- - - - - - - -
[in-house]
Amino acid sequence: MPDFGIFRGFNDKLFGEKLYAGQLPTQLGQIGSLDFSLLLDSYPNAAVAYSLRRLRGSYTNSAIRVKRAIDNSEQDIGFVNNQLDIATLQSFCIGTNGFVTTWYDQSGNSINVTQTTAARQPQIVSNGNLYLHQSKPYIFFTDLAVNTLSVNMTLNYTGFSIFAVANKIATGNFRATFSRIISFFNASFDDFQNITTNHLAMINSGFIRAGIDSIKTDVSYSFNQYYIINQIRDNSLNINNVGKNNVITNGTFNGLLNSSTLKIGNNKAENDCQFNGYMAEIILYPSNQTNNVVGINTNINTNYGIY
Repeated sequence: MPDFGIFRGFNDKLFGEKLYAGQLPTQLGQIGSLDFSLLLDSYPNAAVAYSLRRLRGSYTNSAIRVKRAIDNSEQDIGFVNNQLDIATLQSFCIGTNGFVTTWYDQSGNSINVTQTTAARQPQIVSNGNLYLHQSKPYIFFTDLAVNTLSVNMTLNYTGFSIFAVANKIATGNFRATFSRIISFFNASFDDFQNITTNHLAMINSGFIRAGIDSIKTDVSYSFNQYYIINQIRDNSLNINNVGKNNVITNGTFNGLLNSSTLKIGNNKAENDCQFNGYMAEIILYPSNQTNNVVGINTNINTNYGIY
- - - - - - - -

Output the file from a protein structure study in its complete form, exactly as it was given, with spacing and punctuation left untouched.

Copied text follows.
[in-house]
Amino acid sequence: MPDFGIFRGFNDKLFGEKLYAGQLPTQLGQIGSLDFSLLLDSYPNAAVAYSLRRLRGSYTNSAIRVKRAIDNSEQDIGFVNNQLDIATLQSFCIGTNGFVTTWYDQSGNSINVTQTTAARQPQIVSNGNLYLHQSKPYIFFTDLAVNTLSVNMTLNYTGFSIFAVANKIATGNFRATFSRIISFFNASFDDFQNITTNHLAMINSGFIRAGIDSIKTDVSYSFNQYYIINQIRDNSLNINNVGKNNVITNGTFNGLLNSSTLKIGNNKAENDCQFNGYMAEIILYPSNQTNNVVGINTNINTNYGIY
Repeated sequence: MPDFGIFRGFNDKLFGEKLYAGQLPTQLGQIGSLDFSLLLDSYPNAAVAYSLRRLRGSYTNSAIRVKRAIDNSEQDIGFVNNQLDIATLQSFCIGTNGFVTTWYDQSGNSINVTQTTAARQPQIVSNGNLYLHQSKPYIFFTDLAVNTLSVNMTLNYTGFSIFAVANKIATGNFRATFSRIISFFNASFDDFQNITTNHLAMINSGFIRAGIDSIKTDVSYSFNQYYIINQIRDNSLNINNVGKNNVITNGTFNGLLNSSTLKIGNNKAENDCQFNGYMAEIILYPSNQTNNVVGINTNINTNYGIY